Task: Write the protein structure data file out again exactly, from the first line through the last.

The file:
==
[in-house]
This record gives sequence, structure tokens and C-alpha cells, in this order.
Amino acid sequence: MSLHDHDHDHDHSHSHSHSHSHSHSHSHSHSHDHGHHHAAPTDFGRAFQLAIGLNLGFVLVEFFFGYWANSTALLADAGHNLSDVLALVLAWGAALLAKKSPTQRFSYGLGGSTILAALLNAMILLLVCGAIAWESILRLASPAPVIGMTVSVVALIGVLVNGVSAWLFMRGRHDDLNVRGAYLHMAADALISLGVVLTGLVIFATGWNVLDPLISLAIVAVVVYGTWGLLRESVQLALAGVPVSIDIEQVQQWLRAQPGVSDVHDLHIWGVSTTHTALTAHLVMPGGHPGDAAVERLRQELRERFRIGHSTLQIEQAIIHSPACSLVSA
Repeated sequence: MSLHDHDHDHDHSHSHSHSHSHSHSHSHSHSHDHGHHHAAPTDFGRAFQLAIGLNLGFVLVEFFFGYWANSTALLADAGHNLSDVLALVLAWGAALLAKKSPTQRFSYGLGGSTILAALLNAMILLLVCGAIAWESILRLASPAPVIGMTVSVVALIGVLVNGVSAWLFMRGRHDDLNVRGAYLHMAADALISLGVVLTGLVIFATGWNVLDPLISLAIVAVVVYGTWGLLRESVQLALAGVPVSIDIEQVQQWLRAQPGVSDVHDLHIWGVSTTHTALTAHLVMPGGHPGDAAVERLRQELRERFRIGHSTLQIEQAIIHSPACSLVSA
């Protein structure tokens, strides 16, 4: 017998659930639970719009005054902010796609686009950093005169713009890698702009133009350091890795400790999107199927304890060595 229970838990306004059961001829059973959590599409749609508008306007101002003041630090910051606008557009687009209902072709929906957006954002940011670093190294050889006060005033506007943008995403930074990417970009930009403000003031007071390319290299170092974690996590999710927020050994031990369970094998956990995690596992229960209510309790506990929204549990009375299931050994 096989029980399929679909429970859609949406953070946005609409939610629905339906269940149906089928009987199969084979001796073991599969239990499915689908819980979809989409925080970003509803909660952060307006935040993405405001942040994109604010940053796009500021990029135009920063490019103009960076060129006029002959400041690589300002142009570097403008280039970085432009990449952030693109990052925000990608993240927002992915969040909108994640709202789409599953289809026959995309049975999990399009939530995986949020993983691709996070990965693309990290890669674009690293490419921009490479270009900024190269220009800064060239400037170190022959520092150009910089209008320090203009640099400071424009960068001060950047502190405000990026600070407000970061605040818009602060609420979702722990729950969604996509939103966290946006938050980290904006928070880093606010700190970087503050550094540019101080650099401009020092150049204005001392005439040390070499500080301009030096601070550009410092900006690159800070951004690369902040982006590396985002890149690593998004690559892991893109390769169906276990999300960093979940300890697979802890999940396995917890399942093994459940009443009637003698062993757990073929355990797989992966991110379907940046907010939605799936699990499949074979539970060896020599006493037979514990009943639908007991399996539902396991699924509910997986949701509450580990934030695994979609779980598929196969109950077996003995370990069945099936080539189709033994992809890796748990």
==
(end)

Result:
[in-house]
This record gives sequence, structure tokens and C-alpha cells, in this order.
Amino acid sequence: MSLHDHDHDHDHSHSHSHSHSHSHSHSHSHSHDHGHHHAAPTDFGRAFQLAIGLNLGFVLVEFFFGYWANSTALLADAGHNLSDVLALVLAWGAALLAKKSPTQRFSYGLGGSTILAALLNAMILLLVCGAIAWESILRLASPAPVIGMTVSVVALIGVLVNGVSAWLFMRGRHDDLNVRGAYLHMAADALISLGVVLTGLVIFATGWNVLDPLISLAIVAVVVYGTWGLLRESVQLALAGVPVSIDIEQVQQWLRAQPGVSDVHDLHIWGVSTTHTALTAHLVMPGGHPGDAAVERLRQELRERFRIGHSTLQIEQAIIHSPACSLVSA
Repeated sequence: MSLHDHDHDHDHSHSHSHSHSHSHSHSHSHSHDHGHHHAAPTDFGRAFQLAIGLNLGFVLVEFFFGYWANSTALLADAGHNLSDVLALVLAWGAALLAKKSPTQRFSYGLGGSTILAALLNAMILLLVCGAIAWESILRLASPAPVIGMTVSVVALIGVLVNGVSAWLFMRGRHDDLNVRGAYLHMAADALISLGVVLTGLVIFATGWNVLDPLISLAIVAVVVYGTWGLLRESVQLALAGVPVSIDIEQVQQWLRAQPGVSDVHDLHIWGVSTTHTALTAHLVMPGGHPGDAAVERLRQELRERFRIGHSTLQIEQAIIHSPACSLVSA
């Protein structure tokens, strides 16, 4: 017998659930639970719009005054902010796609686009950093005169713009890698702009133009350091890795400790999107199927304890060595 229970838990306004059961001829059973959590599409749609508008306007101002003041630090910051606008557009687009209902072709929906957006954002940011670093190294050889006060005033506007943008995403930074990417970009930009403000003031007071390319290299170092974690996590999710927020050994031990369970094998956990995690596992229960209510309790506990929204549990009375299931050994 096989029980399929679909429970859609949406953070946005609409939610629905339906269940149906089928009987199969084979001796073991599969239990499915689908819980979809989409925080970003509803909660952060307006935040993405405001942040994109604010940053796009500021990029135009920063490019103009960076060129006029002959400041690589300002142009570097403008280039970085432009990449952030693109990052925000990608993240927002992915969040909108994640709202789409599953289809026959995309049975999990399009939530995986949020993983691709996070990965693309990290890669674009690293490419921009490479270009900024190269220009800064060239400037170190022959520092150009910089209008320090203009640099400071424009960068001060950047502190405000990026600070407000970061605040818009602060609420979702722990729950969604996509939103966290946006938050980290904006928070880093606010700190970087503050550094540019101080650099401009020092150049204005001392005439040390070499500080301009030096601070550009410092900006690159800070951004690369902040982006590396985002890149690593998004690559892991893109390769169906276990999300960093979940300890697979802890999940396995917890399942093994459940009443009637003698062993757990073929355990797989992966991110379907940046907010939605799936699990499949074979539970060896020599006493037979514990009943639908007991399996539902396991699924509910997986949701509450580990934030695994979609779980598929196969109950077996003995370990069945099936080539189709033994992809890796748990």